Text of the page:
Lab partners with Native American carbon researchers
Lawrence Livermore National Laboratory has established a small garden project on Rongelap Island in conjunction with the Rongelap Atoll local government. The basic aim of the garden project is to assess the uptake of nuclear fallout radionuclides such as cesium-137 and strontium-90 into non-traditional locally grown foods such as leafy green vegetables. Image: Lawrence Livermore National Laboratory
Researchers from the Lawrence Livermore National Laboratory and a team of American Indian scientists and engineers have partnered to study the possible use of Black Earth technology, or Cpryo, to help mitigate the uptake of radiocesium in locally grown foods in the Marshall Islands.
After World War II, the United States conducted 66 nuclear detonations between 1946 and 1958, on once-pristine inhabited atolls of Bikini and Enewetak in the northern Marshall Islands. The detonations contaminated the islands with radioactive fallout. Long-lived radionuclides such as radiocesium remain at different levels in indigenous terrestrial plants that may be used as food.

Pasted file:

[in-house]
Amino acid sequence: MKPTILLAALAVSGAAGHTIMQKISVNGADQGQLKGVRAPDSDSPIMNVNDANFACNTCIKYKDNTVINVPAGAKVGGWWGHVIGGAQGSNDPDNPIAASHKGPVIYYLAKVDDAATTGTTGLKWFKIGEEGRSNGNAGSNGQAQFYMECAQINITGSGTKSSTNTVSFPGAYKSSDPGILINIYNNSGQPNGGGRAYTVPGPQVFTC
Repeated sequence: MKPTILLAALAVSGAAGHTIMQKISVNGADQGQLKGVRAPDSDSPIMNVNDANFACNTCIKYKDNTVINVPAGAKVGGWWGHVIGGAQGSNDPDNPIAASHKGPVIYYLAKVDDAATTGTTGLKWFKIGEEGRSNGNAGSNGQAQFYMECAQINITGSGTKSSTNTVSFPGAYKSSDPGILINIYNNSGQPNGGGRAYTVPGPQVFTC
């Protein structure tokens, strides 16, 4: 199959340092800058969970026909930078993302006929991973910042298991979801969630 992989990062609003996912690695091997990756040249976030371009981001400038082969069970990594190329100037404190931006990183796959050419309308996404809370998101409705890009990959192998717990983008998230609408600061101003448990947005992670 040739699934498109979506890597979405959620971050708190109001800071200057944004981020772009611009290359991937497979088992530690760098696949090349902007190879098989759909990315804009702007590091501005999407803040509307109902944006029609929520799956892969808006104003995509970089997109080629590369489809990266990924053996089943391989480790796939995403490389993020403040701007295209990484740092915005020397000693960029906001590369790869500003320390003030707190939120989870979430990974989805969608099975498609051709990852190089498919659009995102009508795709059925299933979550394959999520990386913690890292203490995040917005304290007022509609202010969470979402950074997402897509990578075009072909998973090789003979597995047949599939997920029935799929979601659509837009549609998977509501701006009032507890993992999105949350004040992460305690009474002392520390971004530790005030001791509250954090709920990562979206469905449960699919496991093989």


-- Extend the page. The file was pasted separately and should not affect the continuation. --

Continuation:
To help reduce levels of radiation exposure and support ongoing efforts by Marshall Islanders to resettle their ancestral homelands, the contaminated coral soils need to be remediated as a best practice under the general principles of ALARA—As Low As Reasonably Achievable.
"Terra Mulata, an ancient indigenous Amazon Black Earth technology, will be investigated at Lawrence Livermore and on the atolls this year," said Dan Hawk, a climate change expert, and lead researcher within the American Indian team. "Our team expects carbon, the main ingredient of Terra Mulata, to significantly improve plant productivity as well as water/nutrient retention of coral soils, and potentially help decrease radiocesium uptake in plants."
Together with existing recommendations on remediation of radiocesium uptake into tree-crop products such as coconut, this work may provide an alternative method to using large amounts of chemical fertilizers as opposed to a one-time application of Cpryo, especially for use in home vegetable gardens, said Terry Hamilton, head of LLNL's Marshall Island Program.
"We envision that this work will ultimately support food security and economic development of island communities, and provide added assurances on radiation safety and health," Hawk said. "We hope these efforts will help bring about dietary change to combat rampant indigenous diabetes; as the Marshall Islands has one of the highest rates of diabetes in the world."SOURCE